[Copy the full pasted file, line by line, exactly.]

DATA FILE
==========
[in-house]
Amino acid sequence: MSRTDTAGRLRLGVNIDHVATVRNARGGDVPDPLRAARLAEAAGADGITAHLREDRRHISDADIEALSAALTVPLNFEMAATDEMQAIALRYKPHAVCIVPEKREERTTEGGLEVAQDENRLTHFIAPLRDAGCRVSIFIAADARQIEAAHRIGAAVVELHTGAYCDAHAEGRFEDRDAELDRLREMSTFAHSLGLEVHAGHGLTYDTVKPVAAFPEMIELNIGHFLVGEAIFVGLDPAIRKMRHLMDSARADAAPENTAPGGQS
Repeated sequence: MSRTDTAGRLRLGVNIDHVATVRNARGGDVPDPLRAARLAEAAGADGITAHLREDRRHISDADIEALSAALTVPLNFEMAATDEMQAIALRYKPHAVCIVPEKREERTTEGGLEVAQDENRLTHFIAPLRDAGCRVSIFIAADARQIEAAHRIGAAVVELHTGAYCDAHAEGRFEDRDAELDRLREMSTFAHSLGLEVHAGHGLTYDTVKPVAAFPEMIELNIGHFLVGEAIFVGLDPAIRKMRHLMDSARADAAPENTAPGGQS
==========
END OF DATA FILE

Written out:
[in-house]
Amino acid sequence: MSRTDTAGRLRLGVNIDHVATVRNARGGDVPDPLRAARLAEAAGADGITAHLREDRRHISDADIEALSAALTVPLNFEMAATDEMQAIALRYKPHAVCIVPEKREERTTEGGLEVAQDENRLTHFIAPLRDAGCRVSIFIAADARQIEAAHRIGAAVVELHTGAYCDAHAEGRFEDRDAELDRLREMSTFAHSLGLEVHAGHGLTYDTVKPVAAFPEMIELNIGHFLVGEAIFVGLDPAIRKMRHLMDSARADAAPENTAPGGQS
Repeated sequence: MSRTDTAGRLRLGVNIDHVATVRNARGGDVPDPLRAARLAEAAGADGITAHLREDRRHISDADIEALSAALTVPLNFEMAATDEMQAIALRYKPHAVCIVPEKREERTTEGGLEVAQDENRLTHFIAPLRDAGCRVSIFIAADARQIEAAHRIGAAVVELHTGAYCDAHAEGRFEDRDAELDRLREMSTFAHSLGLEVHAGHGLTYDTVKPVAAFPEMIELNIGHFLVGEAIFVGLDPAIRKMRHLMDSARADAAPENTAPGGQS